The greatest growth rate was in the Hugelbed with topsoil addition. The hugelbed was embedded 1 foot in clay 8 feet wide, filled with poplar strips and covered with the clay reserved from the trench. Grass clippings, and topsoil (peat moss and sand) were added and a light mulch finished the bed.
Growth rates in the hugelbed with no topsoil addition were similar to the rates seen in swale beds. Probably about ten percent less growth than the Hugelbed with topsoil addition.
Growth rates for seedlings heavily mulched in baresoil showed about one third less growth than the top performers in the hugelbeds.
The controls planted in bare soil with no mulch showed 50% less growth than the best performers.
This experimentation seems to confirm that, in my situation at least, Hugelbeds have significant growth benefits.
I also tried adding some fish scraps (ie heads and guts) to some of the mini swale beds and while growth was extreme, it was leggy and susceptible to the wind.
In the future I will probably add fish guts to my hugelbeds on top or under the wood, so that plants can access it slowly over time. Despite being in bear country and seeing bears on my property, it seems that after two years of observation, the bears are not interested at all in digging up the fish guts. My dogs, on the other hand, just love to roll in them. Yuck!!!
I have a lot of work ahead of me, but I will follow up with pictures and more results as we get them. Hopefully, this is of some use to you guys.
Hugelkultur bed average growth: 2013 growth - 22.0 cm Total two year growth average - 45.3 cm
Non Hugelkultur beds av growth: 2013 growth 10.8 cm Total two year growth average - 31.6 cm
Average growth in the following (2013/two year (in cm)):
Hugel w/ Top Soil - 24.5 / 45.6
Hugel w/out Top Soil - 17.6 / 44.7
Disturbed clay - 11.8 / 36.5
Heavy mulch - 13.5 / 42.5 * experienced 30% plant loss
Bare Earth (control) - 9.9 / 27.4
None of this should a surprise to any of us. To be clear, no water was applied to the site other than regular rainfall. This year (2013) we had over a month of no rain at all (and a heavy forest fire season as a result.)
The growth rate was not what I had hoped and another conclusion I have made through this experiment is that it is more financially efficient to buy three year old nursery stock in pots than it is to buy bare root stock seedlings. I will miss out on the three or four years of revenue that I could be amassing already. Things like this could make or break a bigger operation. At the moment we have invested close to $20,000 (mostly earthworks and nursery stock), and haven't seen any revenue come in yet and likely won't see much for a few more years. As we add stock to our orchard, we will rely more on potted plants that have sufficient energy momentum to get them fully established and fruiting the following year. Each situation is different eh?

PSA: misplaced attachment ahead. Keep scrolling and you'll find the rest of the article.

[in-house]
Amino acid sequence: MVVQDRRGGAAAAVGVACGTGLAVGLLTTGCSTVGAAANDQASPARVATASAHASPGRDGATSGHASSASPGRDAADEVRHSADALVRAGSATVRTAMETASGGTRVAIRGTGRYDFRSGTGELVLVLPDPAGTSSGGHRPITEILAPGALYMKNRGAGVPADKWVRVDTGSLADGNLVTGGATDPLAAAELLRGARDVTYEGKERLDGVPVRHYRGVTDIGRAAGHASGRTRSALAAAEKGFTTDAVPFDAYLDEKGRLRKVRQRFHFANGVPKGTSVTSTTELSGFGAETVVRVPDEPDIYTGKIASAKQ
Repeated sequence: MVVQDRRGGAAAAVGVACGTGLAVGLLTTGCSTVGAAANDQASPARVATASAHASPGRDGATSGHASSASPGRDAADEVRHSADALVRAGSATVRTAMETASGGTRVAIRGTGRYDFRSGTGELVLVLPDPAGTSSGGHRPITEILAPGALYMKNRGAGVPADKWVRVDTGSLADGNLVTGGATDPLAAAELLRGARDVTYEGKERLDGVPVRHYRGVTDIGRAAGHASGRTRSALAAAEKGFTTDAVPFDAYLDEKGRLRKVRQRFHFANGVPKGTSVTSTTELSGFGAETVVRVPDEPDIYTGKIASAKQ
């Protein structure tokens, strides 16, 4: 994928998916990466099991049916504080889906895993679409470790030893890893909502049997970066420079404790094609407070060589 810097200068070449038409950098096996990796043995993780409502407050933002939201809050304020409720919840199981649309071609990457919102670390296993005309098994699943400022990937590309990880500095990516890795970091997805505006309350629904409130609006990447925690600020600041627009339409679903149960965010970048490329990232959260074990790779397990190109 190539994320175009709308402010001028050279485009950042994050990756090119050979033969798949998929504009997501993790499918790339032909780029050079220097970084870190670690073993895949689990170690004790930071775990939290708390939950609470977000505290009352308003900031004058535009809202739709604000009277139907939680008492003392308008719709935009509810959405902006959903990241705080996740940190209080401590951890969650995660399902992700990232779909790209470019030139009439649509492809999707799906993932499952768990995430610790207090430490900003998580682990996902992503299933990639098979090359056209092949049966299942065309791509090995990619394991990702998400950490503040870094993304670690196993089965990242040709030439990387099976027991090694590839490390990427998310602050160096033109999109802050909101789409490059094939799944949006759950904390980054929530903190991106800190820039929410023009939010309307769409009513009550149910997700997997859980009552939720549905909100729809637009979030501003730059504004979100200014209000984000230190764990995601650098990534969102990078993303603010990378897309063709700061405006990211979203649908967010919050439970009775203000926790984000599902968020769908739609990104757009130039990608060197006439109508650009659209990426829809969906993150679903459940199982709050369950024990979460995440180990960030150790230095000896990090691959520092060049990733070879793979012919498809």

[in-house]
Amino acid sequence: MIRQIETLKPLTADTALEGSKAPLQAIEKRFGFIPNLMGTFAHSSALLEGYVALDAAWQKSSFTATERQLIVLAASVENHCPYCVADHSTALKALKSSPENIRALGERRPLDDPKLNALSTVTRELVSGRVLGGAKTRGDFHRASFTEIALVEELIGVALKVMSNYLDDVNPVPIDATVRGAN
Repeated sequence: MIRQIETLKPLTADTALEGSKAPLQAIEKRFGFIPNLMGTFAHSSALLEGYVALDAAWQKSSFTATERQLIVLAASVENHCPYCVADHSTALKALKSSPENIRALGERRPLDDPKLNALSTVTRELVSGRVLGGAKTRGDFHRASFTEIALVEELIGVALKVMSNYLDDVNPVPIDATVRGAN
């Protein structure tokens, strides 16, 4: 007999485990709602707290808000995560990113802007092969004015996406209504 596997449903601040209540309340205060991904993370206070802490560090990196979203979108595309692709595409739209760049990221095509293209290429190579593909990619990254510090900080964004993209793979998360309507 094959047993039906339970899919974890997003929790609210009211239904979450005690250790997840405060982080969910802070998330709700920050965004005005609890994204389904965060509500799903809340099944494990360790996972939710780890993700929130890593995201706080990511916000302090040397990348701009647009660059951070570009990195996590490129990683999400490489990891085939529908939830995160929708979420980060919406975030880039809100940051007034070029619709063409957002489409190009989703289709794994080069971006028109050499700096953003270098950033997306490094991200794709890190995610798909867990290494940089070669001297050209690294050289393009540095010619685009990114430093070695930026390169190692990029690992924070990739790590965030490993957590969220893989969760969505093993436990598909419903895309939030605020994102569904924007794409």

Our potted stock (Haskap, currants, gooseberries, and a few saskatoons) looks as though it will be fruiting heavily next year. Finally we will be able to eat the fruits of our labours.
Thanks for posting this and I look forward to your pictures.
What you did here is super valuable - you quantified results in different circumstances in a challenging climate zone. I live in a challenging (yet opposite of yours) climate zone as well (9b - hot desert). Planting in swales works great, planting on hugels/raised anything - dries out and heats up too fast. Again - just the opposite of you! But it makes sense, climatically.
Also - just wanted to say my hat (if I was wearing one) is off to you for experimenting and succeeding in Zone 1. That's really inspirational! Keep it up.
Miles Flansburg wrote:Thanks for the info Jeff !
Is it only saskatoons planted in the hugel?
I am hoping to build one in the next summer or two and saskatoons are on my list, as well as raspberries,apples, all sorts of veggies and wild locals.
No I only measured the saskatoons because they are the most numerous on site. I have interplanted them with sea buckthorn, goji, plum, rhubarb, haskap, currants, chives, nanking cherry, hardy apples, and elderberry... i would like to use some more nitrogen fixers... perhaps siberian pea shrub.
I have alfalfa, clover buckwheat and daikon in the beds as well
Congratulations on your project! I enjoyed your Zone 1 humor.
Which elderberry did you plant? Also which apple variety?
I'm interested in how the goji produces for you...I have some in zone 3...grows and flowers well but have only harvested maybe 6 or 7 fruits.
All the best
Wonderful,another Gandhi enthusiast....I've learned so much from him/ his life...still learning.